The Union doubled its lead in the 39th minute. Houston will feel hard-done by the play, as there was potentially a foul in the build-up. C.J. Sapong bundled over DaMarcus Beasley to win the ball back, and proceeded to slip Chris Pontius behind the defense. Pontius then picked out his pass and found Ilsinho on a cut-back. Ilsinho put his boot through it and hammered it home from 12 yards out.
Houston almost pegged the Union back just seconds later if not for a tremendous save from Andre Blake. The Jamaican keeper went down quickly to his right to parry away a shot that looked goal-bound off the foot of Mauro Manolas. It was just one of many great saves Blake has made in the past few weeks that have helped keep games scoreless.
Going into the half the Union led 2-0 off of two goals within 12 yards off of Pontius crosses. For the Union it was a terrific half, doing exactly what the team has needed earlier in the season, getting first half goals while it has momentum. While the second potentially should have not counted, it is still indicative of the dominating first 45 that the Union has produced, and the team could have 3 or 4 at this point given the swagger the Union has, and the lackluster Houston team, which is 0-0-3 on the road prior to this match, failing to notch a single point.
The Union broke on the counter through Ilsinho again in the 54th minute, but Picault failed to convert a 1v1 with keeper Willis. Ilsinho intercepted a long ball from Houston, and broke away, with a 2v2 with the Houston central defenders. Picault used his speed to run behind the defense, and with a perfectly weighted, and timed, through-ball, Ilsinho sent Picault in on goal. At top speed it was difficult for the winger to control the ball and his shot, and he took it slightly wide of goal, and his shot followed suit, going wide of the Dynamo net.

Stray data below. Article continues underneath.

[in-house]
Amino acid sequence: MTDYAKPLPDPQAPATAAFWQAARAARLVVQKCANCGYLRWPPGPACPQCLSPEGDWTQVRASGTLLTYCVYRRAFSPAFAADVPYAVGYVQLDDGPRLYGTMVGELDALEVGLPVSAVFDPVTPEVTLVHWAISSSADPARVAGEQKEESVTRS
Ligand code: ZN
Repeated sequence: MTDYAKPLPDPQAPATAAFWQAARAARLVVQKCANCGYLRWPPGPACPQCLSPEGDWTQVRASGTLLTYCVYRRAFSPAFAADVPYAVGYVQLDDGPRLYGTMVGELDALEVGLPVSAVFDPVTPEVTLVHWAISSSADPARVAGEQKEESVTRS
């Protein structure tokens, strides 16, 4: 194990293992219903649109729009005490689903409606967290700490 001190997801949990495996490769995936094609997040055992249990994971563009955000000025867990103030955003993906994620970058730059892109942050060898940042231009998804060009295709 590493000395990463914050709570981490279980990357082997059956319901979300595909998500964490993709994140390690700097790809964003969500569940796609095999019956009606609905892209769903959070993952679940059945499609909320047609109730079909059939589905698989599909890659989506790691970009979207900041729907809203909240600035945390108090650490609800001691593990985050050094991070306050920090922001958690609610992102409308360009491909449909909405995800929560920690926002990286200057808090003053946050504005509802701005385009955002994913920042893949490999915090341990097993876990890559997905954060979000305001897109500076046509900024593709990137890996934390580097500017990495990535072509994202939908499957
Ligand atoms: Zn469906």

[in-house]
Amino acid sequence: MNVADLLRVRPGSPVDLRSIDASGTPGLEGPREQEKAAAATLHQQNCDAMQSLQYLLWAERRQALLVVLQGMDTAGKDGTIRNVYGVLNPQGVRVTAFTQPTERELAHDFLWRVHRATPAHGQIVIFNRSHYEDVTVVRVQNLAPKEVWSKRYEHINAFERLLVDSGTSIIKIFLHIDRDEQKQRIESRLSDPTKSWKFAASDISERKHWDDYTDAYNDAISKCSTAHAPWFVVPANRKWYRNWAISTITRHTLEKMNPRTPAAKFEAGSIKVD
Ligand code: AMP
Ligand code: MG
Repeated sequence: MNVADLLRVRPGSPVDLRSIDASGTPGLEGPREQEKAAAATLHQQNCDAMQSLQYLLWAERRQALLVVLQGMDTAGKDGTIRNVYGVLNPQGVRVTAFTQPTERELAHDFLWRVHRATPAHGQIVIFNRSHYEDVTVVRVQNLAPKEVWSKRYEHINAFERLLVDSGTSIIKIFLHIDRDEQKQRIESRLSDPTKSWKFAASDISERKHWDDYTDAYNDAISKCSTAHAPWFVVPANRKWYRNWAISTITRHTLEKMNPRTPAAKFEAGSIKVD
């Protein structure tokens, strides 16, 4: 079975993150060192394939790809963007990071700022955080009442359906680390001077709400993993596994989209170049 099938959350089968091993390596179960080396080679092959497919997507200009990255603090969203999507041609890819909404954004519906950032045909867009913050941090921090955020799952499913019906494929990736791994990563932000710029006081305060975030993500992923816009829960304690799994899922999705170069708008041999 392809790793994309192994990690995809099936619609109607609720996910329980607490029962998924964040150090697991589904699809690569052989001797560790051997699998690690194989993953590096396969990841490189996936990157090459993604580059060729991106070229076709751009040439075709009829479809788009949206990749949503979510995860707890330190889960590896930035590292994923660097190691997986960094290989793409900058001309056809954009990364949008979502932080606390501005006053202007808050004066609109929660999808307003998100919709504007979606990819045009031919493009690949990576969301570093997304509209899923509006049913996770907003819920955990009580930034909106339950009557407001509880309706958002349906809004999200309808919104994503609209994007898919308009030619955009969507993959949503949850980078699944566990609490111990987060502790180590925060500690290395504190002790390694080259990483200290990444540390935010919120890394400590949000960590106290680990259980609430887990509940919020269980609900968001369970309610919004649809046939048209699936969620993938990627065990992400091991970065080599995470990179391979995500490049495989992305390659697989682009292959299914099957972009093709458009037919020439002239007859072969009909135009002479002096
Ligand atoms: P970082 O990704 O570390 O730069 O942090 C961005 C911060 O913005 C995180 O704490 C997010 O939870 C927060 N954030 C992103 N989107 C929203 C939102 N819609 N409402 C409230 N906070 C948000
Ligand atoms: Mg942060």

Gaddis got away with a second booking in the 59th minute which would have spelled trouble for the Union. Already on a yellow he broke up a Houston counter attack with no intent to play the ball, taking out Vincente Sanchez. Talen Energy Stadium held its collective breath as the ref decided to not award a booking on the play.
Blake came up with another brilliant 1v1 save in the 77th minute. A Dynamo long ball from the back bypassed the entire field and found the danger-man, Erick Torres right in front of Blake. The keeper was quick to close down his first touch and gave Torres no space, blocking the attempt. Blake got whacked in the process and came away with a knock for his heroics.
Houston could have pegged one back through leading goal-scorer Erick Torres in stoppage time, but the forward tried to do too much, and sent his shot high from 18 yards. It started with a missed clearance from Jack Elliott as the ball then fell to Torres just outside the box. The forward took a touch and blasted the ball well off target in a 1v1 situation with Oguchi Onyewu.
The Dynamo thought it had a consolation in the waning seconds, off a cut-back from winger Andrew Wenger. He put it in the danger area and Sanchez pounced to smash it home. Unfortunately for Houston the ball was ruled over the end-line before the cross and thus the goal wasn’t counted.
At the final whistle the Union came away with a relatively comfortable 3 points in a 2-0 win. Certainly possession and shots will say that Houston looked the stronger team, and while Blake made a few crucial saves and claimed some important crosses, it was the Union who put away 2 close-range shots in the first half and cruised until the final whistle.